The potential alliance between the Assad government and the US-backed Kurds may send Turkish and US troops packing, Ghassan Kadi, a political analyst of Syrian origin, told Sputnik, stressing that the proposed arrangement is "an under-the-roof-of-Damascus deal has the potential to be a game changer."
On July 26, senior members of the Syrian Democratic Council (SDC), the political wing of the US-backed Syrian Democratic Forces (SDF), announced that they had traveled to Damascus for the first time for talks with the government of Syrian President Bashar al-Assad.
Having said that he would prefer to hold talks with the SDF over the Kurdish-controlled northern Syrian territories, he added that Damascus would "resort to liberating these areas by force" if the US-backed Kurds reject his offer.
Kadi underscored that it is not the first time Damascus has offered the Syrian Kurds the opportunity to negotiate their demands.
"Syrian Foreign Minister Walid Mouallem said back in September 2017 that Syria was prepared to negotiate some form of autonomy with Syrian Kurds. The move did not draw much media attention back then, but it was a pivotal point," the political analyst presumed.
According to Kadi, one should not forget "one basic founding principle here: Syrian Kurds are Syrians."
"If some of them have been led astray by American promises just like some of their Iraqi cousins in the past, if some of them have promised themselves independence, statehood, wealth and prestige, the facts remain that Turkey and the US, despite their emerging differences, are united in being enemies of Syria," the analyst said.
Why Syrian Kurds 'Have No Other Options'
Assessing the result of the talks with the representatives of the Syrian government, the SDC said that Damascus agreed to "chart a roadmap to a democratic and decentralized Syria." The Assad government has not confirmed the claim yet.
For his part, Kadi cast doubt on the possibility of the future Syrian "partition" or "federalizing."
"It would be unfathomable to think that the Syrian Government would approve any partition or Kurdish independence, or even federation. Some form of cultural autonomy, not political, not military or economic, under the unified roof of Damascus is something more realistic, as I have personally always predicted," he said.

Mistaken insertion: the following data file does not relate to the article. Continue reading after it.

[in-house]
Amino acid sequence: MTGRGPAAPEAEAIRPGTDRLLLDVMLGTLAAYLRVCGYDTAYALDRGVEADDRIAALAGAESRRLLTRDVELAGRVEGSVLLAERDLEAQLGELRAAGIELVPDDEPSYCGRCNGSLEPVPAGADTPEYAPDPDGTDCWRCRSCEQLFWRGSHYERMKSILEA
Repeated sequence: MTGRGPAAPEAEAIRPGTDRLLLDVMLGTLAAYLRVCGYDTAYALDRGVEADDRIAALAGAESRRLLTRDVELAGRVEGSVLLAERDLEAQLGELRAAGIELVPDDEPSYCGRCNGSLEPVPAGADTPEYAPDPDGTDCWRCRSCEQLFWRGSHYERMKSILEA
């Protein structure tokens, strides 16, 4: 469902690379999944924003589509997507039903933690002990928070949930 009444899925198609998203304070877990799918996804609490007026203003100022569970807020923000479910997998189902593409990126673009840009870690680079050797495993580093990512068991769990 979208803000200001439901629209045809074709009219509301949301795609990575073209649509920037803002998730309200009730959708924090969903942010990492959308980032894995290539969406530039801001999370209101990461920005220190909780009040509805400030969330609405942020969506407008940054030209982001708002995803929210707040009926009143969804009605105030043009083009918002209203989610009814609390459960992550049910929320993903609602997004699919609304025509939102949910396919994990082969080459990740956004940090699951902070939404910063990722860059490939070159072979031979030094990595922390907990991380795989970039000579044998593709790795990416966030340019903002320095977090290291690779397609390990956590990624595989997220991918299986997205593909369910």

Meanwhile, Omar Ose, a Syrian Kurdish MP and head of the Damascus-based Syrian Kurds' National Initiative (SKNI), urged the Kurds to jump at the opportunity to mend fences with Damascus.
"To the best of my knowledge, the Americans will leave the country at the end of the year and at the same time they don't have problems with the Kurd-government dialogue," Ose told Kurdistan 24 on July 31.
Commenting on the issue, Kadi emphasized that "Syria's Kurds have no other option, as neither Turkey nor America will uphold their rights and freedom."
"Only a strong and unified Syria can protect and respect their integrity," he highlighted.
Syria's Unity and Integrity are Red Lines for Damascus
The political analyst underscored that "the Kurdish issue in Syria is not a new one," adding, "It has been shoved under the carpet and nobody wanted to open Pandora's Box," he noted.
"Leading up to the 'War on Syria', the jihadi threat was the result of an unfinished business that started back in 1982," Kadi recalled. "Many say that the Hafez Assad government was brutal in crushing the Sunni fundamentalist uprising in Hama. History proved that it wasn't strong enough. The other two threats were the unresolved Kurdish question and corruption."
He added that "if the Kurdish issue gets resolved with good intentions on all sides, the government can then perhaps focus on stamping out corruption, which is still endemic."
Kadi suggested that "the tragedy of the war brings an opportunity to at long last resolve the impending Kurdish issue once and for all" adding that "the red lines will definitely be Syria's unity and integrity."
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